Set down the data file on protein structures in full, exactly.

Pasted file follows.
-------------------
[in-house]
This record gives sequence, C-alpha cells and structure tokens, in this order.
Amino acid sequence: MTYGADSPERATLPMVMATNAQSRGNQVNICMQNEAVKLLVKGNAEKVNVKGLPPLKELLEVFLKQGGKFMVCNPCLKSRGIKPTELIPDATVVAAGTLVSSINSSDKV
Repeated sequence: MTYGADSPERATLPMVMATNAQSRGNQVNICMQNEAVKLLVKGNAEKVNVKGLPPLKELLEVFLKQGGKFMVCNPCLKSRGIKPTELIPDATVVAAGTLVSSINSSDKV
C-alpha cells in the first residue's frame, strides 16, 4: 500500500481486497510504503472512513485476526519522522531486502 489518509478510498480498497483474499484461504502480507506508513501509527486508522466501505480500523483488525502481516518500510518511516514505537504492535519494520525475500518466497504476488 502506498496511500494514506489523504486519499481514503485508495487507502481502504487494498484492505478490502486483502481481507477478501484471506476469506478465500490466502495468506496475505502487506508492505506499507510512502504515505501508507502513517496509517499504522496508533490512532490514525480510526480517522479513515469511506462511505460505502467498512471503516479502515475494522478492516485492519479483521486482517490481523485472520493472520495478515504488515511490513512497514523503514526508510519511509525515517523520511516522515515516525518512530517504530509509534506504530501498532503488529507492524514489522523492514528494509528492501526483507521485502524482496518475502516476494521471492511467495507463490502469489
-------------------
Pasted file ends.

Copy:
[in-house]
This record gives sequence, C-alpha cells and structure tokens, in this order.
Amino acid sequence: MTYGADSPERATLPMVMATNAQSRGNQVNICMQNEAVKLLVKGNAEKVNVKGLPPLKELLEVFLKQGGKFMVCNPCLKSRGIKPTELIPDATVVAAGTLVSSINSSDKV
Repeated sequence: MTYGADSPERATLPMVMATNAQSRGNQVNICMQNEAVKLLVKGNAEKVNVKGLPPLKELLEVFLKQGGKFMVCNPCLKSRGIKPTELIPDATVVAAGTLVSSINSSDKV
C-alpha cells in the first residue's frame, strides 16, 4: 500500500481486497510504503472512513485476526519522522531486502 489518509478510498480498497483474499484461504502480507506508513501509527486508522466501505480500523483488525502481516518500510518511516514505537504492535519494520525475500518466497504476488 502506498496511500494514506489523504486519499481514503485508495487507502481502504487494498484492505478490502486483502481481507477478501484471506476469506478465500490466502495468506496475505502487506508492505506499507510512502504515505501508507502513517496509517499504522496508533490512532490514525480510526480517522479513515469511506462511505460505502467498512471503516479502515475494522478492516485492519479483521486482517490481523485472520493472520495478515504488515511490513512497514523503514526508510519511509525515517523520511516522515515516525518512530517504530509509534506504530501498532503488529507492524514489522523492514528494509528492501526483507521485502524482496518475502516476494521471492511467495507463490502469489